A University of Oxford study has found that COVID-19 is linked with a greater risk of rare neurological complications than having a first vaccine dose

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Coronavirus infection is linked with a greater risk of rare neurological complications than having a first vaccine dose with Oxford/AstraZeneca or Pfizer/BioNtech, according to research led by the University of Oxford.

The study in Nature Medicine is based on 32 million patient records from England.

Those having the Oxford/AstraZeneca vaccine had an increased risk of Bell’s palsy and Guillain-Barre syndrome in the 28 days after their first jab, at an estimated rate of 38 excess cases per 10 million people vaccinated.

Those having Pfizer/BioNTech vaccine had an increased risk of haemorrhagic stroke over the same time period, at a rate of 60 extra cases per 10 million people vaccinated.

In the same time period following a positive COVID-19 test, there was a substantially higher risk of encephalitis meningitis and myelitis, myasthenic disorders, and Guillain–Barré syndrome—at rates of 123, 163, and 145 excess cases per 10 million people respectively.

Additional work was carried out on people who tested positive before vaccination in Scotland that did not change the overall results.

Independent Analysis

The co-lead authors stress they were fully independent from the developers of the Oxford vaccine.

Martina Patone, medical statistician, Nuffield Department of Primary Care Health Sciences at the University of Oxford, said in a statement: ‘We found different risks for different types of neurological condition depending on which vaccine people received; however, these were substantially lower than the risks occurring in association with a positive COVID-19 PCR test. For example, we estimate 145 excess cases of Guillain-Barre syndrome per 10 million people in the 28 days after a positive SARS-CoV-2 test, compared to 38 per 10 million for those who received the ChAdOx1nCoV-19 [Oxford] vaccine.’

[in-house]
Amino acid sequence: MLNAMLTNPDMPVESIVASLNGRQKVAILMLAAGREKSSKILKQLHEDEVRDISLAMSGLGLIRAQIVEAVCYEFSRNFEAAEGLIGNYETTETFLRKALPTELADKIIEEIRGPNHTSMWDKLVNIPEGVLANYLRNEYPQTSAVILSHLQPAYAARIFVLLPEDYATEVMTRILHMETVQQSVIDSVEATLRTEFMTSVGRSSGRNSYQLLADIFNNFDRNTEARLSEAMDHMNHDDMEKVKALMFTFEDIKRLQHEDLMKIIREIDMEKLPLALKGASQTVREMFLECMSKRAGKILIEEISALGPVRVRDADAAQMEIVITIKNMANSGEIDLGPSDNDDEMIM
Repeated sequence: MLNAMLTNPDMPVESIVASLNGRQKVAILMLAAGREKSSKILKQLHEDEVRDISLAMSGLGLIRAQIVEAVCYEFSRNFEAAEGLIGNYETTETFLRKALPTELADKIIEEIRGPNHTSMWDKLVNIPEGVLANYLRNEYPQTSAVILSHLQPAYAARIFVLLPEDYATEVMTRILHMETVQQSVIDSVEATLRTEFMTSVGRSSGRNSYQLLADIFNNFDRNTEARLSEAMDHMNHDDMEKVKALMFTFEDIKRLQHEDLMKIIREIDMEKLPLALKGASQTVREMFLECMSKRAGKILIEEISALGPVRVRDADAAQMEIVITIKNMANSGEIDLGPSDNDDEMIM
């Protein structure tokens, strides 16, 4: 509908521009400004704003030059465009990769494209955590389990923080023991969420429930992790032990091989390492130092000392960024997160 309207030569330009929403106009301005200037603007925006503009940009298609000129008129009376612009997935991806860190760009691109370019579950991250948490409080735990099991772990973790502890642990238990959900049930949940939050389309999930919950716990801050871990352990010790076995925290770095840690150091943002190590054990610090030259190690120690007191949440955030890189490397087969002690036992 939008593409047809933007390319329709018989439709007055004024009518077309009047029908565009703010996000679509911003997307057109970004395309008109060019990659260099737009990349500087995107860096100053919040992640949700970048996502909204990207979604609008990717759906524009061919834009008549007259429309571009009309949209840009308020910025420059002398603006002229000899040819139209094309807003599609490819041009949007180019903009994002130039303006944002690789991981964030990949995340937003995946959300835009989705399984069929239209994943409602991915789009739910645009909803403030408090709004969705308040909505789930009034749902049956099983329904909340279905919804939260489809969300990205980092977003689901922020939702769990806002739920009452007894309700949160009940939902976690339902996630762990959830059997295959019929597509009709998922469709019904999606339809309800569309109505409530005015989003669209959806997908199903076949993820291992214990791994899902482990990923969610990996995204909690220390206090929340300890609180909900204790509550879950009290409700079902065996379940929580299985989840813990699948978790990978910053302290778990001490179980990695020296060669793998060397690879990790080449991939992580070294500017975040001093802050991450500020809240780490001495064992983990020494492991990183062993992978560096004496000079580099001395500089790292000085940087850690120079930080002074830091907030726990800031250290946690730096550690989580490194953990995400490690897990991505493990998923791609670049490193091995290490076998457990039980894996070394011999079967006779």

Clinical Lecturer, Dr Lahiru Handunnetthi, said: ‘These neurological complications were very rare, but awareness of these will be important for patient care during mass vaccination programmes across the world.’

Julia Hippisley-Cox, professor of clinical epidemiology and general practice at the University of Oxford, and co-author, said: ‘We know the COVID-19 vaccines are very effective at reducing risks of severe outcomes from COVID-19 infection. Whilst there are some increased risks of very rare neurological complications associated with the Oxford/AstraZeneca vaccine, these are much smaller than the risks associated with COVID infection itself; however, these very rare conditions are very important to spot to ensure that clinicians know what to look for, aid earlier diagnosis, and inform clinical decision making and resource management.’

Commenting via the Science Media Centre, Peter Openshaw, professor of experimental medicine at Imperial College London, said: ‘The authors report an association between the Pfizer vaccine and haemorrhagic stroke—but this was only seen in one cohort, it wasn’t also found in the Scottish data, and it looks to me a very small signal and possibly not very significant.

‘The neurological complications of SARS-CoV-2 vaccines are much rarer than the neurological complications of COVID-19, showing the vital importance of getting vaccinated.’

This article originally appeared on Medscape, part of the Medscape Professional Network.


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